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Technology Is Anthropology -- Covering an Evolving Solar System

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It's the people, not the gear.

When I declared "technology is anthropology" as the guiding principle of HuffPostTech -- how technology in general, and the Internet in particular, is changing the way we live our lives, from politics and education to entertainment -- this is what I meant: Facebook co-founder Chris Hughes, one of the chief architects of the Obama campaign's Internet strategy, exploring the future of the online-powered grassroots movement that propelled the junior senator from Chicago to the White House. In an exclusive blog for HuffPostTech, Hughes writes that while the movement behind BarackObama.com -- now called Organizing for America and housed at the Democratic National Committee -- is "alive and well," there's more to be desired in the leadership that continues to run it.

Technology is anthropology means Jimmy Wales, the founder of Wikipedia, explaining the new editing rules of the world's largest information bazaar, a do-it-yourself encyclopedia built for our networked age. At a time in which more people visit Wikipedia than most major news organizations, it's rather ironic how poorly the mainstream media understands and reports on how the site works. It means John Maeda, president of the Rhode Island School of Design, one of the hotbeds of innovation in the world, boldly predicting that "art and design will rise in importance during this century as we try to make sense of all the possibilities that digital technology now affords." Design, he writes, humanizes technology. And it means Dr. Barbara Kurshan, head of the pioneering Curriki.org -- think "wiki" plus "curriculum" and you've got the gist of it -- emphasizing the value of teachers and educators collaborating on curriculum in these tweeting, Facebooking, YouTubing times. Curriki, as it happens, is the brainchild of Scott McNealy, chairman and co-founder of Sun Microsystems. "As technology spreads across the globe through low-cost laptops and even cell phones," Kurshan writes, "open content has the potential to bridge the education divide between those with and without access to high quality instructional materials."
Again, the focus is on the people, not the gear. Because here at HuffPostTech, we -- yep, you and I -- are chroniclers of technology's evolving solar system.

All these rocks, dust and gas are part of a messy, volatile planetary development stage -- with the Internet as the Sun. Disruption is constant. Comets fly in and out. Planets are continually building up mass, seeking to dominate their own orbits. Look at Facebook, which last week announced that it has turned a profit and counts 300 million users. And don't forget Google and its constellation of moons: Google Earth, Google Maps, Gmail, not to mention YouTube (and the people who start and end their days watching videos) and AdSense (the lifeline for many Web sites who live off it). To many, Google is the Sun. Then here comes Twitter, which for some seemed like nothing more than a meteoroid or an asteroid, before rapidly becoming a planet of its own.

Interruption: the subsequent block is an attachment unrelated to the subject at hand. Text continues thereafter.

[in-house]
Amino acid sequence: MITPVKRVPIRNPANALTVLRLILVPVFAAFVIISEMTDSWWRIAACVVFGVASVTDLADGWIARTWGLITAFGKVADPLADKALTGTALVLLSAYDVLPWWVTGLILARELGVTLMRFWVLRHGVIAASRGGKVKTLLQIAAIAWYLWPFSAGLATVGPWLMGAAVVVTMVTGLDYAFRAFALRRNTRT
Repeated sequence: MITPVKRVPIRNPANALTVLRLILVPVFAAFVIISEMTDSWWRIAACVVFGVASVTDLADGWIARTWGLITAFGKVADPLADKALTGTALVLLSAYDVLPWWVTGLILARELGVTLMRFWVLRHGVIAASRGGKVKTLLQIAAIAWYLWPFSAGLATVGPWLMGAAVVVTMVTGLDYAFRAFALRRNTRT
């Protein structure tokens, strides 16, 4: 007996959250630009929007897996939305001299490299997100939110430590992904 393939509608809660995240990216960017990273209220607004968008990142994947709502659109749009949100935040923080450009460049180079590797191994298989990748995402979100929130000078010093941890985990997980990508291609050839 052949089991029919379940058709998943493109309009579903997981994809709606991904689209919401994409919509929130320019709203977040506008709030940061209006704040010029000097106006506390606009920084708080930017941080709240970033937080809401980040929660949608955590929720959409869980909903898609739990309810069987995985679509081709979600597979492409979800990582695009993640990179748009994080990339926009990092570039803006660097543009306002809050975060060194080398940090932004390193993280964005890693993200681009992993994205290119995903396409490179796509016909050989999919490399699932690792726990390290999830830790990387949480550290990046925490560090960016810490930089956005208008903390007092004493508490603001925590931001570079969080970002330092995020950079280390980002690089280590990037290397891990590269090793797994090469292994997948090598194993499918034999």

But what about Apple and its undeniable gravitational force? Apple people -- well, some say they belong to a whole other planet. (Relax, Apple fanpersons, as Fake Steve Jobs calls them in a blog for HuffPostTech.) What about Microsoft and Yahoo!, whose Bing and Yahoo! Search have teamed up to challenge Google? And what about IBM and Oracle, Intel and Cisco? Though lacking the star power -- that trendy, often fleeting "it" factor (and "it" does not stand for "informational technology") -- these planetary stalwarts still claim spaces of their own. They are not to be discounted.

As you can read from the mix of posted stories and blog on the site, HuffPostTech covers the latest developments in technology's solar system -- the companies, gadgets, Web sites and apps that populate our ever-shifting lives. But just as important as offering a useful and one-stop-shop for the latest tech-oriented news, HuffPostTech also features a unique, surprising and diverse collection of bloggers you're not likely to read in one tech site. There's a blog from Robin Caldwell, managing editor of Black Web 2.0, lamenting the missing faces of blacks and Hispanics in the upper echelon of the tech community, alongside a post from Maya Baratz, formerly of Flickr and now at MTV Networks, blogging on what she called "The Silicone Ceiling" -- the story of the gender gap in technology. Together with other HuffPostTech bloggers, they write about the evolutionary, chaotic state of this solar system, in addition to analyzing how the the non-stop flood of technological advances impacts how we behave and see ourselves.

I grew up in Mountain View, Calif., near the geographic heart of Silicon Valley, home to Google's headquarters. Shortly after graduating from San Francisco State University in 2004, I moved to Washington, D.C., to write for the Washington Post. While at the Post, I reported on the marathon that was the 2008 presidential campaign through the prism of technology and politics: how everyday people, regardless of their background, are interacting with politics through the Internet and their cell phones. Then, in joining HuffPost to launch HuffPostTech, I moved to New York, which has a thriving, eclectically distinctive tech scene. This is a long way of saying that I look at technology with an expansive view, always open to ideas and insight. "Technology is anthropology" means it's about us -- and where we fit in.

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